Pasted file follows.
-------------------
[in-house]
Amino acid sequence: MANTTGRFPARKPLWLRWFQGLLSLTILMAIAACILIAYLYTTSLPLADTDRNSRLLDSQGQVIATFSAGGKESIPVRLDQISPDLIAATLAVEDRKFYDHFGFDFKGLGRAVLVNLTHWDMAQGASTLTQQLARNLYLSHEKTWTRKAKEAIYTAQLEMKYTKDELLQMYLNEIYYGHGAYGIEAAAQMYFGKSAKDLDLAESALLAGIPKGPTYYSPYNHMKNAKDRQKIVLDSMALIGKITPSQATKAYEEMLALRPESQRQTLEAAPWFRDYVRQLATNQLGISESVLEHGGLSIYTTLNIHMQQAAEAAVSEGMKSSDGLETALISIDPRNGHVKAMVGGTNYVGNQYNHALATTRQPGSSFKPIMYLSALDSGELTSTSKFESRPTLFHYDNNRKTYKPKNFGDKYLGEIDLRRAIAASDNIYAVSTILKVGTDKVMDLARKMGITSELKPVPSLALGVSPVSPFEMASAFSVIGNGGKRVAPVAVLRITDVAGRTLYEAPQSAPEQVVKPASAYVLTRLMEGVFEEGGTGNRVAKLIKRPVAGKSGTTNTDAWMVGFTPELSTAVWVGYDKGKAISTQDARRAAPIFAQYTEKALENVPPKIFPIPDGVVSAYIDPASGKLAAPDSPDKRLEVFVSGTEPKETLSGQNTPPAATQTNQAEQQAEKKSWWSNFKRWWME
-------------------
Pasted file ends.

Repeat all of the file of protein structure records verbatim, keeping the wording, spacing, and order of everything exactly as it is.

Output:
[in-house]
Amino acid sequence: MANTTGRFPARKPLWLRWFQGLLSLTILMAIAACILIAYLYTTSLPLADTDRNSRLLDSQGQVIATFSAGGKESIPVRLDQISPDLIAATLAVEDRKFYDHFGFDFKGLGRAVLVNLTHWDMAQGASTLTQQLARNLYLSHEKTWTRKAKEAIYTAQLEMKYTKDELLQMYLNEIYYGHGAYGIEAAAQMYFGKSAKDLDLAESALLAGIPKGPTYYSPYNHMKNAKDRQKIVLDSMALIGKITPSQATKAYEEMLALRPESQRQTLEAAPWFRDYVRQLATNQLGISESVLEHGGLSIYTTLNIHMQQAAEAAVSEGMKSSDGLETALISIDPRNGHVKAMVGGTNYVGNQYNHALATTRQPGSSFKPIMYLSALDSGELTSTSKFESRPTLFHYDNNRKTYKPKNFGDKYLGEIDLRRAIAASDNIYAVSTILKVGTDKVMDLARKMGITSELKPVPSLALGVSPVSPFEMASAFSVIGNGGKRVAPVAVLRITDVAGRTLYEAPQSAPEQVVKPASAYVLTRLMEGVFEEGGTGNRVAKLIKRPVAGKSGTTNTDAWMVGFTPELSTAVWVGYDKGKAISTQDARRAAPIFAQYTEKALENVPPKIFPIPDGVVSAYIDPASGKLAAPDSPDKRLEVFVSGTEPKETLSGQNTPPAATQTNQAEQQAEKKSWWSNFKRWWME